Jason Calcanis on how to kill Google

This smacks of car­tel, but only if the pub­lish­ers work together to start charg­ing for the right to index their con­tent. If they did it sep­a­rately, it would just be smart busi­ness — find­ing a way to charge for their online content.

“New York Times, only avail­able on Bing.” The hor­ror, the horror!

Of course, it would only work for sites whose con­tent the search engines want, like New York Times, Wall Street Journal and Washington Post. Claiming that the right to index your site has value isn’t going to work for small papers or media orga­ni­za­tions. If the Bozeman Daily Chronicle went to Google and say “pay us to index our stuff,” it would be a dif­fer­ent story.

All in all, a model that might work for the big guys and tear the Internet asun­der in one fell swoop, but not a viable model for the news­pa­per busi­ness as a whole.

Update: Cory Doctorow has a col­umn in the Guardian, “Rupert Murdoch: for whom the net tolls,” that deals with this scheme that’s cer­tainly worth a read. He basi­cally says Rupert Murdoch is a schemer who doesn’t under­stand how the world really works. Good stuff.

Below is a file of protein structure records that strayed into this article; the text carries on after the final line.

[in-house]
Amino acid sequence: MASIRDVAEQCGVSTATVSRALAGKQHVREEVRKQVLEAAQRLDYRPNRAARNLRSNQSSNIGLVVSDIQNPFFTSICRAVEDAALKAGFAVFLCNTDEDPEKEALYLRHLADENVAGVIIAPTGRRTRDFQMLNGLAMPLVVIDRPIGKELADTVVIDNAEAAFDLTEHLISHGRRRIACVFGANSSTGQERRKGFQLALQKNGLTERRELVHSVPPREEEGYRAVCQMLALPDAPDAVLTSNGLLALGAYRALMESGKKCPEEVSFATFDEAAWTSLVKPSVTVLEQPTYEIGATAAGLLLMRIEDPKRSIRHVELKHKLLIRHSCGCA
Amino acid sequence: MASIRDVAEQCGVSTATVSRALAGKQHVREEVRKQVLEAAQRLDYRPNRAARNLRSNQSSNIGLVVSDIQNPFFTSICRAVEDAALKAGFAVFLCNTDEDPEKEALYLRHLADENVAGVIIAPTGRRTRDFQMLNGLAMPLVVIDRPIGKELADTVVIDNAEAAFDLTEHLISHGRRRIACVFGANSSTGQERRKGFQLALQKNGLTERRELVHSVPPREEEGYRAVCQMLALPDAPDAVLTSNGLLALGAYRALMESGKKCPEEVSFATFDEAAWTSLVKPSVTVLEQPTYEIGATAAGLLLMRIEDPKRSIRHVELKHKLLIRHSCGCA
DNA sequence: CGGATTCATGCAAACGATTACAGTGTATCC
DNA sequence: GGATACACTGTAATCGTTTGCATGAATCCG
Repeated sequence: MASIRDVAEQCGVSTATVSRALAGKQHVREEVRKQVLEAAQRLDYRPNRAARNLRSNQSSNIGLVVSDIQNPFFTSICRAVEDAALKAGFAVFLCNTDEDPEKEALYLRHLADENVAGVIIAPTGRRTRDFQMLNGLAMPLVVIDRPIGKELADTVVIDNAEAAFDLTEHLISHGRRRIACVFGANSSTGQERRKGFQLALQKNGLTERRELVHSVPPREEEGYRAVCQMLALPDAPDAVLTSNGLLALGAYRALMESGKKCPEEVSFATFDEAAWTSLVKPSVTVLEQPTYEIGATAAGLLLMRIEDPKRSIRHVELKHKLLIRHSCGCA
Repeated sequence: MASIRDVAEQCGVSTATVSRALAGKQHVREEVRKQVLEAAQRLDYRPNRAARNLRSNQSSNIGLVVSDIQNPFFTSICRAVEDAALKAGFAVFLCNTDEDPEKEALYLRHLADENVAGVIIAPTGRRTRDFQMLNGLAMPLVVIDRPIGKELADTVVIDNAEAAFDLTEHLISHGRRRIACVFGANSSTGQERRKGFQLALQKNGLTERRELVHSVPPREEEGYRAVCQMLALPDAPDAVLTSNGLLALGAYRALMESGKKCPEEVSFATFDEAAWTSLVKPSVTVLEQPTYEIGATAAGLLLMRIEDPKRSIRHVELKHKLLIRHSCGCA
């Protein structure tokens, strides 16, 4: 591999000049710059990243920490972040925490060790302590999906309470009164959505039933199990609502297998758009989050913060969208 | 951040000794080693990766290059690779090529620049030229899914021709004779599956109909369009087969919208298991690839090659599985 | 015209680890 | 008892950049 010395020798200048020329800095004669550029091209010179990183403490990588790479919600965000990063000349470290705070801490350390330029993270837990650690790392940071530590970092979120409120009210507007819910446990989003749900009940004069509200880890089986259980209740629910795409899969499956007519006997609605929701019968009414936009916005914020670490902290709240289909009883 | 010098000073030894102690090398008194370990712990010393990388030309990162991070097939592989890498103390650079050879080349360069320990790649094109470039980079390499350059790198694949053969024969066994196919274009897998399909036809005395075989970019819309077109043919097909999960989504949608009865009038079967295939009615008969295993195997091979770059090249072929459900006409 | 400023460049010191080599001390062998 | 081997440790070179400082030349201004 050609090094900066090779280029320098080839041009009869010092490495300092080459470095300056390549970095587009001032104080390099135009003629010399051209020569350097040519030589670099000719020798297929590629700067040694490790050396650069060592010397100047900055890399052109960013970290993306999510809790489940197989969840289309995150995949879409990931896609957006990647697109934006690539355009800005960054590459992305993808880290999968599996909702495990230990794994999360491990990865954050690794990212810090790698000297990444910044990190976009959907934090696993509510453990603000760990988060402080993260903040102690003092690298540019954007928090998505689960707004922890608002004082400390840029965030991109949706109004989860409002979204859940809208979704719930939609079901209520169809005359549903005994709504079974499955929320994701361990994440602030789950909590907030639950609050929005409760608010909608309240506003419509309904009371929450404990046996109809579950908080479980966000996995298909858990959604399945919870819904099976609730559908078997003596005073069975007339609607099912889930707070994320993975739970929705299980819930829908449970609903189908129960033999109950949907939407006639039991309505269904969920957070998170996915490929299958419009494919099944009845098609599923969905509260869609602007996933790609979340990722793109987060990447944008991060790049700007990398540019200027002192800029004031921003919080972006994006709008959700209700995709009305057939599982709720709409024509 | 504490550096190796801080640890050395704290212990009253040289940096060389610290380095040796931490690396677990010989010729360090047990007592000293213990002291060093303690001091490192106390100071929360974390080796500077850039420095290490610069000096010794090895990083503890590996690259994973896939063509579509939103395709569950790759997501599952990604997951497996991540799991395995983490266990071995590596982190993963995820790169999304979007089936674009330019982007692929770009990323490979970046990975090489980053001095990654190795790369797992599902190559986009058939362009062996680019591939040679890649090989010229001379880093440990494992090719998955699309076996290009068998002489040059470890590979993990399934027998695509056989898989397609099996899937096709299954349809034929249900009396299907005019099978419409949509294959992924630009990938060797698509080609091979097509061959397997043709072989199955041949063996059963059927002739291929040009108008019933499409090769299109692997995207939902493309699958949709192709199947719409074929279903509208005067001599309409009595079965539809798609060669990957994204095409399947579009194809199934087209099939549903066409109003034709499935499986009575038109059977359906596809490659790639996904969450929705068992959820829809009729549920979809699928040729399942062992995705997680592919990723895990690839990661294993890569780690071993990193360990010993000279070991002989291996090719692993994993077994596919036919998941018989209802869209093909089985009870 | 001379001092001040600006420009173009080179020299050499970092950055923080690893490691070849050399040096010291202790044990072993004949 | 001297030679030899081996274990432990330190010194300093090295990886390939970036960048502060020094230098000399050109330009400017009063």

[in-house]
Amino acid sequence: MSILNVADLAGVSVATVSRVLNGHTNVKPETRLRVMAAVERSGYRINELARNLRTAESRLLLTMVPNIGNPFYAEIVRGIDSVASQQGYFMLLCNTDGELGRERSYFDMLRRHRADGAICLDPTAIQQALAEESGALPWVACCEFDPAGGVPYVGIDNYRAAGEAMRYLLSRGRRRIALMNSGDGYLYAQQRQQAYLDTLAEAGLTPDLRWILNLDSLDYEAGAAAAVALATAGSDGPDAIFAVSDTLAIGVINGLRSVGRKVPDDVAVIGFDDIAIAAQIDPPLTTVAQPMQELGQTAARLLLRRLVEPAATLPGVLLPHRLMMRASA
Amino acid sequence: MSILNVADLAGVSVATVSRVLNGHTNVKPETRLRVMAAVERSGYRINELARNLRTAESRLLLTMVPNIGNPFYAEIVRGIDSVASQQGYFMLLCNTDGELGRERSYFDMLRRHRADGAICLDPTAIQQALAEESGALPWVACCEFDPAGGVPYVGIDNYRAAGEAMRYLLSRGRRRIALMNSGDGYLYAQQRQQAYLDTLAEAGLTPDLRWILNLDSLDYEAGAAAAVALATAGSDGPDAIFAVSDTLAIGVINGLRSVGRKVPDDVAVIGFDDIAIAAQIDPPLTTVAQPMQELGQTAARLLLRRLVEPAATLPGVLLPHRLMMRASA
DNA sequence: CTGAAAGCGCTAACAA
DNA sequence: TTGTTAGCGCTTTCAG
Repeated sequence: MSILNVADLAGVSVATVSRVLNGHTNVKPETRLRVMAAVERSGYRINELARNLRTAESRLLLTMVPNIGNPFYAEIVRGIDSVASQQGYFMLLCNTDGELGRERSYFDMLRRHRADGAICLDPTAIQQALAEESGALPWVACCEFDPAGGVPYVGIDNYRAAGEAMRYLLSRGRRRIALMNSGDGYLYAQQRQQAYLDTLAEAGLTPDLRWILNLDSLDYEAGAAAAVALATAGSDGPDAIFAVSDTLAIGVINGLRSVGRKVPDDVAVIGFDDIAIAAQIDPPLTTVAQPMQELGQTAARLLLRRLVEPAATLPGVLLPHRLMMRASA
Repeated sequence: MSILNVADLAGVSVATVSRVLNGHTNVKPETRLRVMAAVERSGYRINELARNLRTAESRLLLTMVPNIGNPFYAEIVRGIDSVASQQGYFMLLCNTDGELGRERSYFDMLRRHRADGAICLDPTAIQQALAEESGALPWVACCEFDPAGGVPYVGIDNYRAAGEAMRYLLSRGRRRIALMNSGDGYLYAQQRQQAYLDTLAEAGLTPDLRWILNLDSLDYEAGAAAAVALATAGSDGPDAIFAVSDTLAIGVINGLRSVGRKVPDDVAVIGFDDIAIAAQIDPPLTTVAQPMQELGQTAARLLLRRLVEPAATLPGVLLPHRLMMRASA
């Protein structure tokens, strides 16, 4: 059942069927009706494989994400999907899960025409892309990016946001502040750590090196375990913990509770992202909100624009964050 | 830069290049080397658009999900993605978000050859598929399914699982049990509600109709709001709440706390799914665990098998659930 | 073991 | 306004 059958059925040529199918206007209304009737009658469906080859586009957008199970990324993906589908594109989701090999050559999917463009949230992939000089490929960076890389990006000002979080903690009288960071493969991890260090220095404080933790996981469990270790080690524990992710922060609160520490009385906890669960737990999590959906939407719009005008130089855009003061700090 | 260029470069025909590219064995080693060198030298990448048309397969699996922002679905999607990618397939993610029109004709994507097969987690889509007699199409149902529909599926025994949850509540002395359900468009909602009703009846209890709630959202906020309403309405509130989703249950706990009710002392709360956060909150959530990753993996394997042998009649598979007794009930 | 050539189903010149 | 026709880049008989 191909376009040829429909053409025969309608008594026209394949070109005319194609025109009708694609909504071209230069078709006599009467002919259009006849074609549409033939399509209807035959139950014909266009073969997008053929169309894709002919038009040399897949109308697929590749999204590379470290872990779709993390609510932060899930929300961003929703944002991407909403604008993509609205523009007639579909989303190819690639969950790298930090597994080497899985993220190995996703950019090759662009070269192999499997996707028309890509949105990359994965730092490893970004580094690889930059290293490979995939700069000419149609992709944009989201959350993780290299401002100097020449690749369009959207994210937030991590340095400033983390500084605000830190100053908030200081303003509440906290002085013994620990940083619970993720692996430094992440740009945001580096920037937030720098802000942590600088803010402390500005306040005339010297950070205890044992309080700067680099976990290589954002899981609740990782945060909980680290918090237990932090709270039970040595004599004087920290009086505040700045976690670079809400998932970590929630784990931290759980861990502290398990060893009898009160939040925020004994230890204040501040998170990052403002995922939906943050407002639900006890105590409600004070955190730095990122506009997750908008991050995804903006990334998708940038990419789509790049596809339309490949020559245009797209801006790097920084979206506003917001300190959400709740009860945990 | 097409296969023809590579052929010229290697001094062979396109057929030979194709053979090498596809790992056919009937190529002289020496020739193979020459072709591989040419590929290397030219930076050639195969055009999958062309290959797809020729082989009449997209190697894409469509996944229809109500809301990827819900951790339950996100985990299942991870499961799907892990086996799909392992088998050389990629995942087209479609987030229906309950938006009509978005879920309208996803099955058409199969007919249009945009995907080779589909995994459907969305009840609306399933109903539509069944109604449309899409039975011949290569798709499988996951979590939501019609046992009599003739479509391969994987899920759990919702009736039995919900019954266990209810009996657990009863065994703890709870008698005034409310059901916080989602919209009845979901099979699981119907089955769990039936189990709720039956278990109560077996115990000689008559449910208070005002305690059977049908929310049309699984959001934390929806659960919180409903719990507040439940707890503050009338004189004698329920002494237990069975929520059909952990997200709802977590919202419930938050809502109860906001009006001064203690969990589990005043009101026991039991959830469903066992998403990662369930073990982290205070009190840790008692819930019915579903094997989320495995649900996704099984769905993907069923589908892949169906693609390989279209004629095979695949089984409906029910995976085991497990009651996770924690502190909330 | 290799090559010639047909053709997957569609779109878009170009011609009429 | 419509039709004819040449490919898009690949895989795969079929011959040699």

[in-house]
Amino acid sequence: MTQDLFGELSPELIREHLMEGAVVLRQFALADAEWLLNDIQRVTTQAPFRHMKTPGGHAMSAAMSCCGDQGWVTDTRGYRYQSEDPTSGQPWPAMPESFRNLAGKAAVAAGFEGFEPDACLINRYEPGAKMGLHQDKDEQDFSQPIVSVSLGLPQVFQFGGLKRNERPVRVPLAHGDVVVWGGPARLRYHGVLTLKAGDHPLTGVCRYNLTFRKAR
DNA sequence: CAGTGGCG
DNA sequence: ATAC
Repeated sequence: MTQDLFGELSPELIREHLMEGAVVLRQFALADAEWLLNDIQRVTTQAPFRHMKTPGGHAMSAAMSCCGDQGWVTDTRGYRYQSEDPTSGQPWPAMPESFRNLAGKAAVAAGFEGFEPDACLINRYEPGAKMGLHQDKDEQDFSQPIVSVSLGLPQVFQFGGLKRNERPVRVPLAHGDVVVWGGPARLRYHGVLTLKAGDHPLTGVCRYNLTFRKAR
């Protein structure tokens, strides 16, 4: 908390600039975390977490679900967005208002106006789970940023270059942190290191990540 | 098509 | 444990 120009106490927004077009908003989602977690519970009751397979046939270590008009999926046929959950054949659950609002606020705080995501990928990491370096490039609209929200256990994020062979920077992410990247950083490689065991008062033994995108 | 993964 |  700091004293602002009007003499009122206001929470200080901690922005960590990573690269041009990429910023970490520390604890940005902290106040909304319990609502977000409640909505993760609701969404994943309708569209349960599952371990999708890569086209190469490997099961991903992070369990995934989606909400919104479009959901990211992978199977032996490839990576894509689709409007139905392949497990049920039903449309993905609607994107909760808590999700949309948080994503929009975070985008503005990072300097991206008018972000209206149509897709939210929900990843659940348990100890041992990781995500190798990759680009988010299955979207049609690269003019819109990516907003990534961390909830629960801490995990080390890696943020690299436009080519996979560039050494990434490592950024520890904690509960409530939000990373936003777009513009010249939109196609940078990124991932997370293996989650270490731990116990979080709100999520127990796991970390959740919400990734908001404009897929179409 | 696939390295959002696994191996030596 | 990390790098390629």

Update 2: Jeff Jarvis chimes in, of course.

Jason Calicanis fan­ta­sizes about Microsoft pay­ing The New York Times to leave Google’s index for Bing. Let me explain why that would never hap­pen. 1. The Times is not stu­pid. 2. Times sub­sidiary About.com – the only bright spot these days in the NYTimesCo’s P&L – gets 80% of its traf­fic and 50% of its rev­enue from Google. 3. See rule No. 1.